LADY EDITH
Of course I remember.

MISS O’BRIEN
Well, it’s Daisy, my lady...the kitchen maid. Only, she’s been talking recently as if she had ideas about Mr Pamuk’s death.

LADY EDITH
What sort of ideas?

MISS O’BRIEN
Well, I’ve no proof, and maybe I’m wrong, but I’ve a sense she knows something but won’t say what. Something involving Lady Mary.

LADY EDITH
Well, how absurd. Well, what could she know?

MISS O’BRIEN
Whatever it is, she won’t say. Not to us, anyway.

LADY EDITH
Have you spoken to Lady Mary about this?

MISS O’BRIEN
I didn’t like to, milady. It seemed impertinent somehow, but I thought someone in the family ought to know about it.

LADY EDITH
Quite right. Bring the girl to my room...tomorrow after breakfast.

LADY MARY
What did she want?

LADY EDITH
Nothing. Just a message from Mama to say that Sybil had turned up alive.

LADY MARY
Poor darling. She had to walk for miles. I don’t think I’d have got down however lame the horse.

LADY EDITH
No. I don’t believe you would.

[BREAK 2]

--
ACT THREE
[22:22, INT. LADY EDITH'S BEDROOM - MORNING]

DAISY
I couldn’t say, milady. I don’t know what Miss O’Brien means. I didn’t see nothing...not much.

LADY EDITH
O’Brien, I wonder if you might leave us.

[O’Brien leaves.]

LADY EDITH
Now, it’s Daisy, isn’t it?

DAISY
Yes, milady.

LADY EDITH
I’m sure you see O’Brien only acted as she did because she is concerned.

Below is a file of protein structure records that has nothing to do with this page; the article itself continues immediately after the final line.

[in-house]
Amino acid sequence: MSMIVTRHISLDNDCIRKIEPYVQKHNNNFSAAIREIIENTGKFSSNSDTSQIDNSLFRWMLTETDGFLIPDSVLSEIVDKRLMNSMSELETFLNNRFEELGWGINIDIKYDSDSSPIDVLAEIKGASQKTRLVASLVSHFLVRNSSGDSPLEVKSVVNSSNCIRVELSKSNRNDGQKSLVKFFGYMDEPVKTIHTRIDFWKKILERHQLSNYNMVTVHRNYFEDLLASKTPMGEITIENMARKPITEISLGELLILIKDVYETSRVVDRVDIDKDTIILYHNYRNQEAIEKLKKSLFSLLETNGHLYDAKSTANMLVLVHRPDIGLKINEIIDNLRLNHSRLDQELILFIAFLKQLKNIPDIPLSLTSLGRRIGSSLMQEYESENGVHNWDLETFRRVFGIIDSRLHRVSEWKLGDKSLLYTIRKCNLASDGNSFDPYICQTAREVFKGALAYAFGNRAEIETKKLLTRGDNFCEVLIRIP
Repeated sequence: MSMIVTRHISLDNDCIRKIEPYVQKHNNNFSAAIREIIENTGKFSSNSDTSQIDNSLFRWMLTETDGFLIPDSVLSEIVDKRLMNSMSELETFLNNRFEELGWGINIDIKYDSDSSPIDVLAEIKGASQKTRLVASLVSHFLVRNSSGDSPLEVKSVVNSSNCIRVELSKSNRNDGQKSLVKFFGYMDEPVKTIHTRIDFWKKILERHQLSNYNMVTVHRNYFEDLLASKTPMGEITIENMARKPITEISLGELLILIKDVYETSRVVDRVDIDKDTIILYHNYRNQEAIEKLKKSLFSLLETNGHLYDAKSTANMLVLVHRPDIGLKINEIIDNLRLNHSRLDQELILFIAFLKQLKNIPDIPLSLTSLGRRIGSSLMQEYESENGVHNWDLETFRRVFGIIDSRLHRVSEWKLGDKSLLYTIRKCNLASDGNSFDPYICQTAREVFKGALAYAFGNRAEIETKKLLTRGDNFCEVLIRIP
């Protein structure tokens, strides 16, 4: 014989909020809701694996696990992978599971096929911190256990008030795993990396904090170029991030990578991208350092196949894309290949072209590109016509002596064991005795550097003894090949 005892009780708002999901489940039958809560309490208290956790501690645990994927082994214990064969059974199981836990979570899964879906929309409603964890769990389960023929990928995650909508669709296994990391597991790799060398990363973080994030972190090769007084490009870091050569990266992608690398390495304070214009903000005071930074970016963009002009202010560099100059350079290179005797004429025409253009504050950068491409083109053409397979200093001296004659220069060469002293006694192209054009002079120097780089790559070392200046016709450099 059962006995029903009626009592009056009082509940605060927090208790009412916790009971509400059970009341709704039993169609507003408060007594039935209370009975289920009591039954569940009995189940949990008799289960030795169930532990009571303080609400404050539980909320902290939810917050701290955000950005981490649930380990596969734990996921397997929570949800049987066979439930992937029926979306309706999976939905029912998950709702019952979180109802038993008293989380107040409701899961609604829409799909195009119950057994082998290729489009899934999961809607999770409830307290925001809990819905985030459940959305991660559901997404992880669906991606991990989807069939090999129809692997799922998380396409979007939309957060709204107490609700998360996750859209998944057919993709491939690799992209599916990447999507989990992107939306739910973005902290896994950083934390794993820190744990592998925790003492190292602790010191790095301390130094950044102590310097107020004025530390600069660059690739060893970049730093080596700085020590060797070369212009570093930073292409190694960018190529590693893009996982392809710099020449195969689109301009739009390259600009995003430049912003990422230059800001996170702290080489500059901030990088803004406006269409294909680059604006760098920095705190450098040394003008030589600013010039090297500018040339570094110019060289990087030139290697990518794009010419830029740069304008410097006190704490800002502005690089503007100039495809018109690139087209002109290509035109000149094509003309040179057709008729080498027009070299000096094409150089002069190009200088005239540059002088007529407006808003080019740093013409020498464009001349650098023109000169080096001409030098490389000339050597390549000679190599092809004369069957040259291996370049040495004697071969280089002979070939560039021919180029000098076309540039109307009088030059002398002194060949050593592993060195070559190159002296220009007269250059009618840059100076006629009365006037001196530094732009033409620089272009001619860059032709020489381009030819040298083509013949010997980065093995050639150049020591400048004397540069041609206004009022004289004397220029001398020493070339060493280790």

DAISY
I suppose so, milady.

LADY EDITH
She seems to think that you are in possession of some knowledge that is uncomfortable for you. Because, if that is the case, then I don’t think it fair on you. Why should you be burdened with Mary’s secret? Oh, my dear, my heart goes out to you, it really does. Oh, there, there. You’ve been carrying too heavy a burden for too long. Just tell me and I promise you’ll feel better.

--
[23:50, INT. VILLAGE HALL - DAY]

VIOLET, DOWAGER COUNTESS OF GRANTHAM
You seem well prepared.

CORA, COUNTESS OF GRANTHAM
We’ll add a few more flowers before we open in the morning, but I think we’re nearly there.

ISOBEL CRAWLEY
Do look at Mr Molesley’s display. He’s worked so hard.

MATTHEW CRAWLEY
Rather marvellous, aren’t they?

LADY MARY
Lovely. Well done, Mr Molesley.

MR WILLIAM MOLESLEY
Thank you, milady.

VIOLET, DOWAGER COUNTESS OF GRANTHAM
I think everyone is to be congratulated. Splendid.

ISOBEL CRAWLEY
But do look at these roses. Have you ever seen the like?

VIOLET, DOWAGER COUNTESS OF GRANTHAM
My dear Mrs Crawley believes I’m profiting from an unfair advantage.

CORA, COUNTESS OF GRANTHAM
Oh?

VIOLET, DOWAGER COUNTESS OF GRANTHAM
Mm. She feels, in the past, I’ve been given the cup merely as a matter of routine rather than merit.

MATTHEW CRAWLEY
That’s rather ungallant, Mother. I’m sure when we see Cousin Violet’s roses, it’ll be hard to think they could be bettered.

ISOBEL CRAWLEY
Hard, but not impossible.

VIOLET, DOWAGER COUNTESS OF GRANTHAM
You are quite wonderful the way you see room for improvement wherever you look. I never knew such reforming as you.

ISOBEL CRAWLEY
I take that as a compliment.

VIOLET, DOWAGER COUNTESS OF GRANTHAM
I must’ve said it wrong.

[Violet chuckles.]

LADY MARY
Poor Granny, she’s not used to being challenged.

MATTHEW CRAWLEY